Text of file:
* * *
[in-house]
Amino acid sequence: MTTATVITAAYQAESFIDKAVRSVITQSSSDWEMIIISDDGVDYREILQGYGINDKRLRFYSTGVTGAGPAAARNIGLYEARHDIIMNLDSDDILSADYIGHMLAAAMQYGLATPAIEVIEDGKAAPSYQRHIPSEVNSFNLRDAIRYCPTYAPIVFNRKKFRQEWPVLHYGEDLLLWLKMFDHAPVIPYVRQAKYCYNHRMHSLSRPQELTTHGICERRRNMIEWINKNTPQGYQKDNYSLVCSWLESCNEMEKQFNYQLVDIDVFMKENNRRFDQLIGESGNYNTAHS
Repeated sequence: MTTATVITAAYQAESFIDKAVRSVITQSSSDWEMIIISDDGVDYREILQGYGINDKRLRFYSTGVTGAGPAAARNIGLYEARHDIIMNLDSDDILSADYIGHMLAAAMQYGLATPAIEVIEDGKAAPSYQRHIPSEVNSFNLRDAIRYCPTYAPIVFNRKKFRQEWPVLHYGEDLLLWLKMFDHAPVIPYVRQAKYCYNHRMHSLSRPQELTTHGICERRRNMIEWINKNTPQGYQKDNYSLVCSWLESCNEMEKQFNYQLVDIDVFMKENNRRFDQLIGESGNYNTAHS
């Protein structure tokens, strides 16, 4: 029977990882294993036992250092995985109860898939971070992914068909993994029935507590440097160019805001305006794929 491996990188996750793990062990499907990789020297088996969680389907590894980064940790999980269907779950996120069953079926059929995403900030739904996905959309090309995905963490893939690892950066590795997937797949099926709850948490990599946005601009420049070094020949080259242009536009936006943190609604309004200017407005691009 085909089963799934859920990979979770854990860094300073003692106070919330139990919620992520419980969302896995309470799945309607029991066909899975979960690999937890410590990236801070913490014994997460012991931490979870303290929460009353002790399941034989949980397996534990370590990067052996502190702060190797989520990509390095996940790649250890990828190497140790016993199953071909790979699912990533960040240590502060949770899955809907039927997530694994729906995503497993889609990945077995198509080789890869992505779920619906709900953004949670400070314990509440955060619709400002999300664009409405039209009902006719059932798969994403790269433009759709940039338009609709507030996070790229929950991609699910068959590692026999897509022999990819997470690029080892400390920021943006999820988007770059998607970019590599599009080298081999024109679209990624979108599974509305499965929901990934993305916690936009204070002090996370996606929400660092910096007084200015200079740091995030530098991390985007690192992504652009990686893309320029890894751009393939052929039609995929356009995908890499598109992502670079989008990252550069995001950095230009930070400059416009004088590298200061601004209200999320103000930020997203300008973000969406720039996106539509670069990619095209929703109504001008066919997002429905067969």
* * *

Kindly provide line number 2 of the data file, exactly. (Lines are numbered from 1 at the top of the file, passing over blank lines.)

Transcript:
Amino acid sequence: MTTATVITAAYQAESFIDKAVRSVITQSSSDWEMIIISDDGVDYREILQGYGINDKRLRFYSTGVTGAGPAAARNIGLYEARHDIIMNLDSDDILSADYIGHMLAAAMQYGLATPAIEVIEDGKAAPSYQRHIPSEVNSFNLRDAIRYCPTYAPIVFNRKKFRQEWPVLHYGEDLLLWLKMFDHAPVIPYVRQAKYCYNHRMHSLSRPQELTTHGICERRRNMIEWINKNTPQGYQKDNYSLVCSWLESCNEMEKQFNYQLVDIDVFMKENNRRFDQLIGESGNYNTAHS